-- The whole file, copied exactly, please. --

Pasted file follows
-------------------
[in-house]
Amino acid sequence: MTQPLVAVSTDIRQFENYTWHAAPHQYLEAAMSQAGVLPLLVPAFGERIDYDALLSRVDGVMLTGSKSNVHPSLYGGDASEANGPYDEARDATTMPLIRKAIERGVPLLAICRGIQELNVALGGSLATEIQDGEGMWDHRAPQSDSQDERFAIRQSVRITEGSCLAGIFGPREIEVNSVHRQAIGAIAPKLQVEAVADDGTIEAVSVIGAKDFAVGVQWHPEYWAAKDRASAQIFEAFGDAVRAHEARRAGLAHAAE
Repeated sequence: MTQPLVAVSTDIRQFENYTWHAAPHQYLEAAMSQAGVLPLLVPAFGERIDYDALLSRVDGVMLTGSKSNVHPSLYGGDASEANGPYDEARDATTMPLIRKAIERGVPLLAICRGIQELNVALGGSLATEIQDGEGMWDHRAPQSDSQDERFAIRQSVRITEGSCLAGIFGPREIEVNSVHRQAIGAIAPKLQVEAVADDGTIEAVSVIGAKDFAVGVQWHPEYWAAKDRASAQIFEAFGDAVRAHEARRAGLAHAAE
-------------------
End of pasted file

[in-house]
Amino acid sequence: MTQPLVAVSTDIRQFENYTWHAAPHQYLEAAMSQAGVLPLLVPAFGERIDYDALLSRVDGVMLTGSKSNVHPSLYGGDASEANGPYDEARDATTMPLIRKAIERGVPLLAICRGIQELNVALGGSLATEIQDGEGMWDHRAPQSDSQDERFAIRQSVRITEGSCLAGIFGPREIEVNSVHRQAIGAIAPKLQVEAVADDGTIEAVSVIGAKDFAVGVQWHPEYWAAKDRASAQIFEAFGDAVRAHEARRAGLAHAAE
Repeated sequence: MTQPLVAVSTDIRQFENYTWHAAPHQYLEAAMSQAGVLPLLVPAFGERIDYDALLSRVDGVMLTGSKSNVHPSLYGGDASEANGPYDEARDATTMPLIRKAIERGVPLLAICRGIQELNVALGGSLATEIQDGEGMWDHRAPQSDSQDERFAIRQSVRITEGSCLAGIFGPREIEVNSVHRQAIGAIAPKLQVEAVADDGTIEAVSVIGAKDFAVGVQWHPEYWAAKDRASAQIFEAFGDAVRAHEARRAGLAHAAE